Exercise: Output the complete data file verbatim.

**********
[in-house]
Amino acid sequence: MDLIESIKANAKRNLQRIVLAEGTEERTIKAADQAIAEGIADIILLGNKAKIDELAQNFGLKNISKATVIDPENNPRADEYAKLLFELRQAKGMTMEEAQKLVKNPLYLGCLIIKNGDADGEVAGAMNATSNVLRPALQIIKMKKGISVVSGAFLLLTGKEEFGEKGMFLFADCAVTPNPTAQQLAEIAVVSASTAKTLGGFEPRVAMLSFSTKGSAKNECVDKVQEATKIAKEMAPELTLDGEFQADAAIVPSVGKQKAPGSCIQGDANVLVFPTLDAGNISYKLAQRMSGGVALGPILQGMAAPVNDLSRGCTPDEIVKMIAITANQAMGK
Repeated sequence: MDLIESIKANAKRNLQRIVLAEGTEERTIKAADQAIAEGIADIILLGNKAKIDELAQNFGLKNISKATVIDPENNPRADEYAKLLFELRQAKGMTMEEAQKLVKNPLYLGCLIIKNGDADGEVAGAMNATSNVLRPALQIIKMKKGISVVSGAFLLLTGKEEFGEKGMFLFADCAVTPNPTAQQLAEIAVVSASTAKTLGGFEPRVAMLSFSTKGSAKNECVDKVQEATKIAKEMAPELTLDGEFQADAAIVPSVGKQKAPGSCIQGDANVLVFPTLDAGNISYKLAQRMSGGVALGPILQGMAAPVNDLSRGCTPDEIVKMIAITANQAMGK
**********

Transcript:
[in-house]
Amino acid sequence: MDLIESIKANAKRNLQRIVLAEGTEERTIKAADQAIAEGIADIILLGNKAKIDELAQNFGLKNISKATVIDPENNPRADEYAKLLFELRQAKGMTMEEAQKLVKNPLYLGCLIIKNGDADGEVAGAMNATSNVLRPALQIIKMKKGISVVSGAFLLLTGKEEFGEKGMFLFADCAVTPNPTAQQLAEIAVVSASTAKTLGGFEPRVAMLSFSTKGSAKNECVDKVQEATKIAKEMAPELTLDGEFQADAAIVPSVGKQKAPGSCIQGDANVLVFPTLDAGNISYKLAQRMSGGVALGPILQGMAAPVNDLSRGCTPDEIVKMIAITANQAMGK
Repeated sequence: MDLIESIKANAKRNLQRIVLAEGTEERTIKAADQAIAEGIADIILLGNKAKIDELAQNFGLKNISKATVIDPENNPRADEYAKLLFELRQAKGMTMEEAQKLVKNPLYLGCLIIKNGDADGEVAGAMNATSNVLRPALQIIKMKKGISVVSGAFLLLTGKEEFGEKGMFLFADCAVTPNPTAQQLAEIAVVSASTAKTLGGFEPRVAMLSFSTKGSAKNECVDKVQEATKIAKEMAPELTLDGEFQADAAIVPSVGKQKAPGSCIQGDANVLVFPTLDAGNISYKLAQRMSGGVALGPILQGMAAPVNDLSRGCTPDEIVKMIAITANQAMGK